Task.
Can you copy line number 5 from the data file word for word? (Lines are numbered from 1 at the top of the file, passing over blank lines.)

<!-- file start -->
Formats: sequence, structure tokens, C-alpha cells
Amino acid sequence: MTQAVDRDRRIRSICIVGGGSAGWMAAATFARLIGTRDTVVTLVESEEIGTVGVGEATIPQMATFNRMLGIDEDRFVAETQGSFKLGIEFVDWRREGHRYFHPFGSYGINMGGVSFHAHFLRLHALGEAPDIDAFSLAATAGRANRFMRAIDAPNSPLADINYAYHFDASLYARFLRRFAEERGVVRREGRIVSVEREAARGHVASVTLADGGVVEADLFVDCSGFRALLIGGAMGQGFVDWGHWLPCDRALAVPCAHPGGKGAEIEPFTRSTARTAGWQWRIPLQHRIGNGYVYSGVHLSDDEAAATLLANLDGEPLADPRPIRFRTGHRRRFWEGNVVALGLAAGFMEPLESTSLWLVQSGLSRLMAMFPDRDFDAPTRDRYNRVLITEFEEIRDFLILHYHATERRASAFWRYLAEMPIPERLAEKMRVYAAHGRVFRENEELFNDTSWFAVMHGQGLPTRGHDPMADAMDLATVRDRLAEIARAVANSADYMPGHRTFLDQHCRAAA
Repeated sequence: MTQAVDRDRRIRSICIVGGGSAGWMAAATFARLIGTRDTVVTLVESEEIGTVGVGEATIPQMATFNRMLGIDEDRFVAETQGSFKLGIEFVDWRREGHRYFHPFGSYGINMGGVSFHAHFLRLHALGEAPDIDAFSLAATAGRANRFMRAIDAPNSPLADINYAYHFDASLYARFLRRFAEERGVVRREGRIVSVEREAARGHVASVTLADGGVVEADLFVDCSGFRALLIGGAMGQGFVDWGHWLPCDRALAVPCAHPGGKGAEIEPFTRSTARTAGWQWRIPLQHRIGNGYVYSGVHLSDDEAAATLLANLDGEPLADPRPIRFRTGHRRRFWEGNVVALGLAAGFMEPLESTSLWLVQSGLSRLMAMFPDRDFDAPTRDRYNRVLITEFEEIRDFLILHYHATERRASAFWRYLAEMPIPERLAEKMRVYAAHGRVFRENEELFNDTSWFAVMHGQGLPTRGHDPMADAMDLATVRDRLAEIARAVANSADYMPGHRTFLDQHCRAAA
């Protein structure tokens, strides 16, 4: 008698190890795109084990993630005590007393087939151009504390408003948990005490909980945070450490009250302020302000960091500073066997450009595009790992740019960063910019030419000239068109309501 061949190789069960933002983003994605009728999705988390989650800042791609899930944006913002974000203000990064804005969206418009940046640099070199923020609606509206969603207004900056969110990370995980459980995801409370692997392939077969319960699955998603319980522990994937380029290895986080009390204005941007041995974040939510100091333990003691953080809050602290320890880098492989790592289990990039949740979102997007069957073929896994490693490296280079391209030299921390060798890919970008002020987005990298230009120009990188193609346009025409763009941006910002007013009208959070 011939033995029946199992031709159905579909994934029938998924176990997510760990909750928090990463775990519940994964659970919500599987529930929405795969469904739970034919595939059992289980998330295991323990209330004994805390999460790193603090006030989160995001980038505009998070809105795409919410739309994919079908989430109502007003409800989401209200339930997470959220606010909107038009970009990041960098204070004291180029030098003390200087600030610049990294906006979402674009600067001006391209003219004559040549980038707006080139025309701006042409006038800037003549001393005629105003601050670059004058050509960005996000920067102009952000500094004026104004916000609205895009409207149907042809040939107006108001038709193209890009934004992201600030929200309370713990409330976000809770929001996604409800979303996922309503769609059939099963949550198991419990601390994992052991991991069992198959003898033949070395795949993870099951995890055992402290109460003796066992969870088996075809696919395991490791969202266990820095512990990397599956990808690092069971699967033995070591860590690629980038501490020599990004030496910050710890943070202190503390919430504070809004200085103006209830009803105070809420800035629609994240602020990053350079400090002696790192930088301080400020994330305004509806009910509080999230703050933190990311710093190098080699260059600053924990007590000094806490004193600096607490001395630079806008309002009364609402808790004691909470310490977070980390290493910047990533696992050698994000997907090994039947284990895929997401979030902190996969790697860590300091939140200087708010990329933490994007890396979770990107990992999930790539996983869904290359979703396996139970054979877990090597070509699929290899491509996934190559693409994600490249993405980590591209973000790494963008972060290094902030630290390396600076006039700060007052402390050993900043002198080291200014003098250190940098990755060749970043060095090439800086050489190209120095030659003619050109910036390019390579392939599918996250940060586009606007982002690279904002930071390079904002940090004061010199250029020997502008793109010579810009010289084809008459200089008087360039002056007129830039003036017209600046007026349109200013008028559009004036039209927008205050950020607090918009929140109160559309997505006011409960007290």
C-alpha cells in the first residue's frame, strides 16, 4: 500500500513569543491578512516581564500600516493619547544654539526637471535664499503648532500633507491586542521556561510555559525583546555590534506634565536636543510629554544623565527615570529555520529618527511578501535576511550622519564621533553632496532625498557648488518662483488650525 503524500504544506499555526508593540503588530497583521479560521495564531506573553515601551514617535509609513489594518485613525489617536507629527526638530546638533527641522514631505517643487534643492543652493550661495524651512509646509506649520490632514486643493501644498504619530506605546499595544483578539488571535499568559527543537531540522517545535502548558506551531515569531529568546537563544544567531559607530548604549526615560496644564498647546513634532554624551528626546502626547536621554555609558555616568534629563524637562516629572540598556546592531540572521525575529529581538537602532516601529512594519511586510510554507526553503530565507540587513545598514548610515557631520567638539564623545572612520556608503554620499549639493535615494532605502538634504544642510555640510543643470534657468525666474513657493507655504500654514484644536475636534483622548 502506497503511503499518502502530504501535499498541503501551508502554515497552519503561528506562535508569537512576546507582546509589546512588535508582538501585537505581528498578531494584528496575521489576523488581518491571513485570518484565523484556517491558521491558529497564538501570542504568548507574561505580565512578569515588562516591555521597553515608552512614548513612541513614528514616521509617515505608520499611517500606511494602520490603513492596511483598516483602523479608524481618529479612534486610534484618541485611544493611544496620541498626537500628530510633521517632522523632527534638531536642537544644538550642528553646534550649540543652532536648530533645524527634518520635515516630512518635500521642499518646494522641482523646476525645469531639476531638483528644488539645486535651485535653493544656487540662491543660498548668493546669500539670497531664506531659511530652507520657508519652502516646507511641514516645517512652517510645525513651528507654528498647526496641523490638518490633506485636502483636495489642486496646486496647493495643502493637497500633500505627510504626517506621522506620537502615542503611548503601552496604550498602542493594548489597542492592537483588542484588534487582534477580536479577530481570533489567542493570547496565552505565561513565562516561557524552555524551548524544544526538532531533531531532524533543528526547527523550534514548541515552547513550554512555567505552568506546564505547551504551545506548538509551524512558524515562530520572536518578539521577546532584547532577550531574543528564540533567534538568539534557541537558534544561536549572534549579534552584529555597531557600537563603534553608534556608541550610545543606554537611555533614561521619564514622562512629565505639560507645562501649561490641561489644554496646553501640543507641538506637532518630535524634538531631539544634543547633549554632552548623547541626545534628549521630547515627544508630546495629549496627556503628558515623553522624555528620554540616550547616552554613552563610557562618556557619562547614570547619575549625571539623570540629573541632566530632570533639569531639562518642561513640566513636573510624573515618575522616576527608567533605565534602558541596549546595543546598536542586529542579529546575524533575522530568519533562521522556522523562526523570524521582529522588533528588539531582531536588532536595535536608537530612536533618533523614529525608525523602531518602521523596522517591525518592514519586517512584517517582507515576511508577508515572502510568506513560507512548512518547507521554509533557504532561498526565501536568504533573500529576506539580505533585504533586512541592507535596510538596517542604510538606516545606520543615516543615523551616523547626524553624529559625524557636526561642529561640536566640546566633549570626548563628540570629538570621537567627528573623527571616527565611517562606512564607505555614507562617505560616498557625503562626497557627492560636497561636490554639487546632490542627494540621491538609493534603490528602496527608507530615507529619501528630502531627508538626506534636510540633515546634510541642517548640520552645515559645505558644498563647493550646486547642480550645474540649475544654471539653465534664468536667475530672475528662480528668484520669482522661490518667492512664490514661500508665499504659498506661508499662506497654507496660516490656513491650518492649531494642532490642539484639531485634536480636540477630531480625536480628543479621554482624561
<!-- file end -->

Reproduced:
C-alpha cells in the first residue's frame, strides 16, 4: 500500500513569543491578512516581564500600516493619547544654539526637471535664499503648532500633507491586542521556561510555559525583546555590534506634565536636543510629554544623565527615570529555520529618527511578501535576511550622519564621533553632496532625498557648488518662483488650525 503524500504544506499555526508593540503588530497583521479560521495564531506573553515601551514617535509609513489594518485613525489617536507629527526638530546638533527641522514631505517643487534643492543652493550661495524651512509646509506649520490632514486643493501644498504619530506605546499595544483578539488571535499568559527543537531540522517545535502548558506551531515569531529568546537563544544567531559607530548604549526615560496644564498647546513634532554624551528626546502626547536621554555609558555616568534629563524637562516629572540598556546592531540572521525575529529581538537602532516601529512594519511586510510554507526553503530565507540587513545598514548610515557631520567638539564623545572612520556608503554620499549639493535615494532605502538634504544642510555640510543643470534657468525666474513657493507655504500654514484644536475636534483622548 502506497503511503499518502502530504501535499498541503501551508502554515497552519503561528506562535508569537512576546507582546509589546512588535508582538501585537505581528498578531494584528496575521489576523488581518491571513485570518484565523484556517491558521491558529497564538501570542504568548507574561505580565512578569515588562516591555521597553515608552512614548513612541513614528514616521509617515505608520499611517500606511494602520490603513492596511483598516483602523479608524481618529479612534486610534484618541485611544493611544496620541498626537500628530510633521517632522523632527534638531536642537544644538550642528553646534550649540543652532536648530533645524527634518520635515516630512518635500521642499518646494522641482523646476525645469531639476531638483528644488539645486535651485535653493544656487540662491543660498548668493546669500539670497531664506531659511530652507520657508519652502516646507511641514516645517512652517510645525513651528507654528498647526496641523490638518490633506485636502483636495489642486496646486496647493495643502493637497500633500505627510504626517506621522506620537502615542503611548503601552496604550498602542493594548489597542492592537483588542484588534487582534477580536479577530481570533489567542493570547496565552505565561513565562516561557524552555524551548524544544526538532531533531531532524533543528526547527523550534514548541515552547513550554512555567505552568506546564505547551504551545506548538509551524512558524515562530520572536518578539521577546532584547532577550531574543528564540533567534538568539534557541537558534544561536549572534549579534552584529555597531557600537563603534553608534556608541550610545543606554537611555533614561521619564514622562512629565505639560507645562501649561490641561489644554496646553501640543507641538506637532518630535524634538531631539544634543547633549554632552548623547541626545534628549521630547515627544508630546495629549496627556503628558515623553522624555528620554540616550547616552554613552563610557562618556557619562547614570547619575549625571539623570540629573541632566530632570533639569531639562518642561513640566513636573510624573515618575522616576527608567533605565534602558541596549546595543546598536542586529542579529546575524533575522530568519533562521522556522523562526523570524521582529522588533528588539531582531536588532536595535536608537530612536533618533523614529525608525523602531518602521523596522517591525518592514519586517512584517517582507515576511508577508515572502510568506513560507512548512518547507521554509533557504532561498526565501536568504533573500529576506539580505533585504533586512541592507535596510538596517542604510538606516545606520543615516543615523551616523547626524553624529559625524557636526561642529561640536566640546566633549570626548563628540570629538570621537567627528573623527571616527565611517562606512564607505555614507562617505560616498557625503562626497557627492560636497561636490554639487546632490542627494540621491538609493534603490528602496527608507530615507529619501528630502531627508538626506534636510540633515546634510541642517548640520552645515559645505558644498563647493550646486547642480550645474540649475544654471539653465534664468536667475530672475528662480528668484520669482522661490518667492512664490514661500508665499504659498506661508499662506497654507496660516490656513491650518492649531494642532490642539484639531485634536480636540477630531480625536480628543479621554482624561